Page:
Any suitable unexpanded synthetic thermoplastic polymeric microspheres may be included in the paper making procedures in accordance with this invention such as any of those unexpanded microspheres disclosed in the patents previously mentioned herein. Particularly suitable microspheres are those prepared from a thermoplastic copolymer of vinylidene chloride and acrylonitrile containing liquid isobutane in the unexpanded state. The microspheres should have a particle size of from about 5 to about 20 micrometers and preferably from about 10 to about 15 micrometers and expand to an average size of about 20 to 80 micrometers in the fully expanded state. It is preferred that the temperature of actuation of the expansion operation of the microparticles take place at a temperature of at least about 70° C., preferably at a temperature to about 70° C. to 100° C.
In the preparation of the imaging paper in accordance with this invention other known ingredients may be incorporated into the furnish in addition to the cellulose fibers and the microspheres, including strengthening agents, sizing agents, coloring agents, whiting agents, optical brighteners and the like. Further, the paper may be externally sized in accordance with procedures widely known in the art. Finally, if desired, the paper may be coated with polyolefin resins which is a known procedure in the photographic paper making art.
Suitable strengthening agents include resins such as amino-aldehyde or polyamide-epichlorohydrin resins which will increase the wet strength of the paper and, dry strength increasing agents such as starches, including both ordinary starch and cationic starch or polyacrylamide resins. Preferably, the amino-aldehyde and polyamine-epichlorohydrin and polyacrylamide resins are used in combination as described in U.S. Pat. No. 3,592,731.
Other conventional additives include water soluble gums, for example, cellulose ethers such as carboxymethyl cellulose, sizing agents, for example, alkyl ketene dimer, sodium stearate that is precipitated onto the pulp fibers with a polyvalent metal salt such as alum, aluminum chloride or aluminum sulfate; fluorescing agents; antistatic agents; fillers, including clays or pigments, dyes and the like.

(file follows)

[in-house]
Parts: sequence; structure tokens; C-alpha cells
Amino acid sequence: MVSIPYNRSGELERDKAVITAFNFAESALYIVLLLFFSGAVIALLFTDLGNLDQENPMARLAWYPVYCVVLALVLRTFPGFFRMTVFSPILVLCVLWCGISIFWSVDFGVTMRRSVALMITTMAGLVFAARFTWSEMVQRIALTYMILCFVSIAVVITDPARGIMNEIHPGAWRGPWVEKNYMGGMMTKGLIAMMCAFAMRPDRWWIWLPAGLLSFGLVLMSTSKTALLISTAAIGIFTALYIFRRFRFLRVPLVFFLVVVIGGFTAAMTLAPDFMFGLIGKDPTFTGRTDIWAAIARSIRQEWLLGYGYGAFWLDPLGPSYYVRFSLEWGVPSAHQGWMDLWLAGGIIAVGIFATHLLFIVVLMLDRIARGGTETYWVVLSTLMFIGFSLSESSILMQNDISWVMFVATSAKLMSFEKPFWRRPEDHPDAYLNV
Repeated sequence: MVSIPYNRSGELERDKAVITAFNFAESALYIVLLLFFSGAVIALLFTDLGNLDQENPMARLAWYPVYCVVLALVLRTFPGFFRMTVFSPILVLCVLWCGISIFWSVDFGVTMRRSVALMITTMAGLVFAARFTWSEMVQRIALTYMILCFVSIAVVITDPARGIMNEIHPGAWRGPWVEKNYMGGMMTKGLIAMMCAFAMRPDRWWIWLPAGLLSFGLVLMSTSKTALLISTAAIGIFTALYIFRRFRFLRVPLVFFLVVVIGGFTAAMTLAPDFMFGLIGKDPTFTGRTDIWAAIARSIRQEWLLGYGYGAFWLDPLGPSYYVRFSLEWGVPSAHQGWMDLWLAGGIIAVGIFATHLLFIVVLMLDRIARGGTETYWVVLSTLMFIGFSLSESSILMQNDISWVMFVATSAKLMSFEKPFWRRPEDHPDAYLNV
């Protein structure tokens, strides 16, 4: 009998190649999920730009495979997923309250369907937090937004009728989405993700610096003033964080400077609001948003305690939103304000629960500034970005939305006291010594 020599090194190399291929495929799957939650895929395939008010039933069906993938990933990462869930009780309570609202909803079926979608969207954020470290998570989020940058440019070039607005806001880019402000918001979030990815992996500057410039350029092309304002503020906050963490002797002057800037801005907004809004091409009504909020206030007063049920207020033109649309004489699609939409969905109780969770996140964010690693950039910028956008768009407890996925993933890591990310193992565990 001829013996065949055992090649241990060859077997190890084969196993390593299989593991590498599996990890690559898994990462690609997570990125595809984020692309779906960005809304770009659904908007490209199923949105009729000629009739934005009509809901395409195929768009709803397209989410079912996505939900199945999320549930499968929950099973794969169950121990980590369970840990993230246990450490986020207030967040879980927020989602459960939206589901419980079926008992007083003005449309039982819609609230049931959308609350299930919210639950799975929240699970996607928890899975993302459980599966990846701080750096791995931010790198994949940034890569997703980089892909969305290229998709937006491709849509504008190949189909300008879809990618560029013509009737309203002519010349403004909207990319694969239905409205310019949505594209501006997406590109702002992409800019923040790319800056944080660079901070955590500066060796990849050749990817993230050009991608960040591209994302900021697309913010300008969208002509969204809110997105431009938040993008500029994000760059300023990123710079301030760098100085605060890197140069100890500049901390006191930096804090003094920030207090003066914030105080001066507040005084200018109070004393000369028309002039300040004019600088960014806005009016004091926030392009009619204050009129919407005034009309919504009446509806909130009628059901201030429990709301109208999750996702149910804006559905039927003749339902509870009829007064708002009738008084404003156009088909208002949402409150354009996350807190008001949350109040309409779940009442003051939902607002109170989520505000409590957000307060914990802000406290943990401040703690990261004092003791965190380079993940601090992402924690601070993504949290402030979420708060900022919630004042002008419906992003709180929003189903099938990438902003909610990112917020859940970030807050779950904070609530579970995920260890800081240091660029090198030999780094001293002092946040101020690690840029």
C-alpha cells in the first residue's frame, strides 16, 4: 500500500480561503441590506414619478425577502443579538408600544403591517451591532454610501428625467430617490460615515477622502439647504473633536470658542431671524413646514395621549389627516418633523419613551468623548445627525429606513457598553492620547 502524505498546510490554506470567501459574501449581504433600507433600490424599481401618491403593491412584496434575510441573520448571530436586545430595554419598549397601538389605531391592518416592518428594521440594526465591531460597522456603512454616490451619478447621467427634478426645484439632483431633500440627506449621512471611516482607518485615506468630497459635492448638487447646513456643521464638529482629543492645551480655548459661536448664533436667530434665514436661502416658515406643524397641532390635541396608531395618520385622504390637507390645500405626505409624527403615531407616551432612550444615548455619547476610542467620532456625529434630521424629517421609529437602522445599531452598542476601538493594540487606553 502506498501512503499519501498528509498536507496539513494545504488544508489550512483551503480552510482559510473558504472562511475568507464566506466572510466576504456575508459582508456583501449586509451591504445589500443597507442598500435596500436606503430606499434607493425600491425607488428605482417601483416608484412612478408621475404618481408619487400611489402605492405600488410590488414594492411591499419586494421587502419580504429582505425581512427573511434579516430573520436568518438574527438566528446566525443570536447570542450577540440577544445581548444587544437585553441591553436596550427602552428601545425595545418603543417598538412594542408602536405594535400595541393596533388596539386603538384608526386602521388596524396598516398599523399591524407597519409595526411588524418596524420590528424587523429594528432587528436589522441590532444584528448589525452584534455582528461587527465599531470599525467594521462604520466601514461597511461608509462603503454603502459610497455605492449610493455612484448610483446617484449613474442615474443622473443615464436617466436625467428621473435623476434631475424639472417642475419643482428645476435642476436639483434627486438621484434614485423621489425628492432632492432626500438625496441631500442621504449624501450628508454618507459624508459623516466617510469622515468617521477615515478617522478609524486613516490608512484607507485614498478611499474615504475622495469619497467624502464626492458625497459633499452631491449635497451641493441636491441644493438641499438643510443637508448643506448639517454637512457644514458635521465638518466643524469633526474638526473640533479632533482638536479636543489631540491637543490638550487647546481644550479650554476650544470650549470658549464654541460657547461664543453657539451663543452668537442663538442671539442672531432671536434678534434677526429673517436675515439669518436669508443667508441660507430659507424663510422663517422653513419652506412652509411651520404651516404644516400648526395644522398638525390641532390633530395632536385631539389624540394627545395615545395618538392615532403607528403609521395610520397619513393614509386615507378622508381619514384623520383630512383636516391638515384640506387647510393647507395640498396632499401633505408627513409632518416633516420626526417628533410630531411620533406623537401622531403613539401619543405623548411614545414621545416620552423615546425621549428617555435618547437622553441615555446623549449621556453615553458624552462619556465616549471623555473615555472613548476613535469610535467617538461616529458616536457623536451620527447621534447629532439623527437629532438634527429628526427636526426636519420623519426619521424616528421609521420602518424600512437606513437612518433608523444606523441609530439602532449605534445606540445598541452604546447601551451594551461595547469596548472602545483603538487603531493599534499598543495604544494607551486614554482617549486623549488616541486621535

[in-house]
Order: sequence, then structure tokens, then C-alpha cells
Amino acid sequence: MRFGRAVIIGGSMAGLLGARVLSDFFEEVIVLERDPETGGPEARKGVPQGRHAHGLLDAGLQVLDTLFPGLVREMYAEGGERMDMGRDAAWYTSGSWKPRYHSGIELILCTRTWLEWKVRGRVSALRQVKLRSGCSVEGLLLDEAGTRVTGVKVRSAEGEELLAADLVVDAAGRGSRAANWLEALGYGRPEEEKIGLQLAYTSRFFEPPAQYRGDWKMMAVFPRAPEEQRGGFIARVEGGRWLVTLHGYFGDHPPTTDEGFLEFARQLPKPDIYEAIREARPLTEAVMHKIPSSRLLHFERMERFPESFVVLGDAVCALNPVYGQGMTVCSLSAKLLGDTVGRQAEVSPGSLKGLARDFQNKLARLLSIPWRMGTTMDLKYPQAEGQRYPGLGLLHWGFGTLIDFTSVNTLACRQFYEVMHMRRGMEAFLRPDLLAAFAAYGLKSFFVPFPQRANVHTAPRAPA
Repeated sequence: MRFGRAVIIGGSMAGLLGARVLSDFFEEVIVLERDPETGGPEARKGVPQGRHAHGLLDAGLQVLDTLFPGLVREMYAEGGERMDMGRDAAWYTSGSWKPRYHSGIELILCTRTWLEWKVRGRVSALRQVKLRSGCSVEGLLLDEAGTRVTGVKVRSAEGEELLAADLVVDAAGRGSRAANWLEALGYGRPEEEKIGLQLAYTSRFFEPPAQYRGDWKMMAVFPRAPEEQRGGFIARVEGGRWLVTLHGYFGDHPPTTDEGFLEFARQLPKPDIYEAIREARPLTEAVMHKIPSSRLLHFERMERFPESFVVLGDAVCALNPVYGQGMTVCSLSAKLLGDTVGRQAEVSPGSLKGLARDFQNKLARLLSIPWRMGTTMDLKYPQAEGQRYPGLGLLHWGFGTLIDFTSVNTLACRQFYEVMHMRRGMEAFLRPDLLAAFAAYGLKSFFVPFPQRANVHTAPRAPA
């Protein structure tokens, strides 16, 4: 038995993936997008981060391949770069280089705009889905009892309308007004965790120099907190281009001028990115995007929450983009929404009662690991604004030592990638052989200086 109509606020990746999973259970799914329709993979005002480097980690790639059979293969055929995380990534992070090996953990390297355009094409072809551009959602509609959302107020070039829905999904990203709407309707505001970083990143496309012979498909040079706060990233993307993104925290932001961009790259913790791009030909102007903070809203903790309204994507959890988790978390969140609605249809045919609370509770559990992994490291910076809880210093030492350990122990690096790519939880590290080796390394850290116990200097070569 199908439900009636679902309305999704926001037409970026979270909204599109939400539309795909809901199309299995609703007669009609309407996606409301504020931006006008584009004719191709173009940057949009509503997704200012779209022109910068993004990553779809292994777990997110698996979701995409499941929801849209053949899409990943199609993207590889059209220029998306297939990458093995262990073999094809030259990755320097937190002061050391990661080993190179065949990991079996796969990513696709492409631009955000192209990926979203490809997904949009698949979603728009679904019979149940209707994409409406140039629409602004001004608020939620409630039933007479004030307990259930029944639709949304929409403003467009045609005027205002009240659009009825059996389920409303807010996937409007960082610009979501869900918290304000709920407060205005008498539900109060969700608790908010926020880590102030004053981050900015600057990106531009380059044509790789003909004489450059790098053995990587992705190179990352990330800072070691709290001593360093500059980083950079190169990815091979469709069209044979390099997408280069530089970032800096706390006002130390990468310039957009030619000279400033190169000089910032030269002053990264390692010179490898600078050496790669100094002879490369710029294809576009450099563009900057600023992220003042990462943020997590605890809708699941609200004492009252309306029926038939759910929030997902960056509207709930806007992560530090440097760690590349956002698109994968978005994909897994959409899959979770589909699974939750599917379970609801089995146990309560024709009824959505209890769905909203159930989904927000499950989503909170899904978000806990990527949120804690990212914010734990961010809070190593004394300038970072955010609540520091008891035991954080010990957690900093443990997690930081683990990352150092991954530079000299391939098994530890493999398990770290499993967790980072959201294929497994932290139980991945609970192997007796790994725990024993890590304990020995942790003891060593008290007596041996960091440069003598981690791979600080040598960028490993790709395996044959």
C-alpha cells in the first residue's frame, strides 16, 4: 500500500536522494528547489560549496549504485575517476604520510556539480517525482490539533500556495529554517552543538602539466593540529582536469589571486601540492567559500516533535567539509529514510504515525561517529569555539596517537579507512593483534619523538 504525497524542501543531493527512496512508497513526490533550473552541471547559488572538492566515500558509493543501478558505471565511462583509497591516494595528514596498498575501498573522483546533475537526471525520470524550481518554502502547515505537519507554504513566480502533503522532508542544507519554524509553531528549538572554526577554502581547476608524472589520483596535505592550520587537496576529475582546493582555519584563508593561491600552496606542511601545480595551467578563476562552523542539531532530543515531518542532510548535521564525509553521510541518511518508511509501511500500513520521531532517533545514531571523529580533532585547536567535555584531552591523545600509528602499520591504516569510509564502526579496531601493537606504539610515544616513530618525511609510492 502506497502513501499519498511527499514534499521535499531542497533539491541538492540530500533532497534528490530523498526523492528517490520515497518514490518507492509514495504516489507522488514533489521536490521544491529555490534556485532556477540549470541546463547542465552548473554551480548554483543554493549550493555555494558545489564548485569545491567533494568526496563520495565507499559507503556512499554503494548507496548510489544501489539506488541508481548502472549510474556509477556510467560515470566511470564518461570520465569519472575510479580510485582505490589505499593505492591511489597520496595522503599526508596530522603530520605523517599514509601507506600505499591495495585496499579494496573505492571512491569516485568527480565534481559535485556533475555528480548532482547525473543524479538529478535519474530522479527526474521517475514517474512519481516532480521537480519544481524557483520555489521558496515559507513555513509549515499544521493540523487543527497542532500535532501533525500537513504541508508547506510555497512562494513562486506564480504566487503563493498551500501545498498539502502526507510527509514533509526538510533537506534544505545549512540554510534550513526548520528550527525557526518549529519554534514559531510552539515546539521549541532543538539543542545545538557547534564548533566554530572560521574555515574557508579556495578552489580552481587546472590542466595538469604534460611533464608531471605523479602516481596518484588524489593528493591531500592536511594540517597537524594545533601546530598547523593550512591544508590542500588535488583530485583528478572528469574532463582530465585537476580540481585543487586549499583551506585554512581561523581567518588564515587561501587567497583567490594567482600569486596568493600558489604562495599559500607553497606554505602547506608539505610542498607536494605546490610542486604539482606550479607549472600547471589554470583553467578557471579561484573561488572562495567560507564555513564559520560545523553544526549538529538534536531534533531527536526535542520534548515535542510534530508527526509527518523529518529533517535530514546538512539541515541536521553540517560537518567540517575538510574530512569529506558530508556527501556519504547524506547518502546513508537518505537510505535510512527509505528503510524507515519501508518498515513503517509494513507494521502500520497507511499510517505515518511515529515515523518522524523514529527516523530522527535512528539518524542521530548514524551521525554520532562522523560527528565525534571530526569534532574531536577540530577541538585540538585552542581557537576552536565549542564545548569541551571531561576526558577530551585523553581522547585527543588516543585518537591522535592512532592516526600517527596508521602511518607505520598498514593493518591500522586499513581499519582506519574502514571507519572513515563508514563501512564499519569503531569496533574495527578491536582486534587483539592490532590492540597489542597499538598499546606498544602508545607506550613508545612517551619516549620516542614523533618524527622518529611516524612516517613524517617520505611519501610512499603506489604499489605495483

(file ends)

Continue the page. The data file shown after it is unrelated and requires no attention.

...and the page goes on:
Any suitable optical brightening agents may be included in the paper such as those described in Research Disclosure, Issue No. 308, December 1989, Publication 308119, paragraph 5, page 998 (incorporated herein by reference). Should the paper in accordance with this invention be employed as a substrate for the preparation of photographic light-sensitive elements, it may be desirable to coat one or both the surfaces of the paper with a polyolefin layer in order to render the paper somewhat more water resistant during processing of the photographic element. Suitable polyolefin materials for this purpose and the manner of application to paper surfaces is taught in U.S. Pat. No. 4,794,071 which is incorporated herein by reference.
The imaging paper in accordance with this invention having at least one silver halide emulsion layer thereon is applicable for use in the preparation of three-dimensional images for art work and other purposes. The paper can be expanded in accordance with a heat image which corresponds to a visible image that is recorded in the photographic silver halide emulsion layers applied to the paper in order to achieve various affects. In this regard, any of the known silver halide emulsion layers, such as those described in Research Disclosure, Vol. 176, December 1978, Item 17643 and Research Disclosure, Vol. 225, January 1983, Item 22534, the disclosures of which are hereby incorporated by reference in their entirety, are useful in preparing photographic elements in accordance with this invention.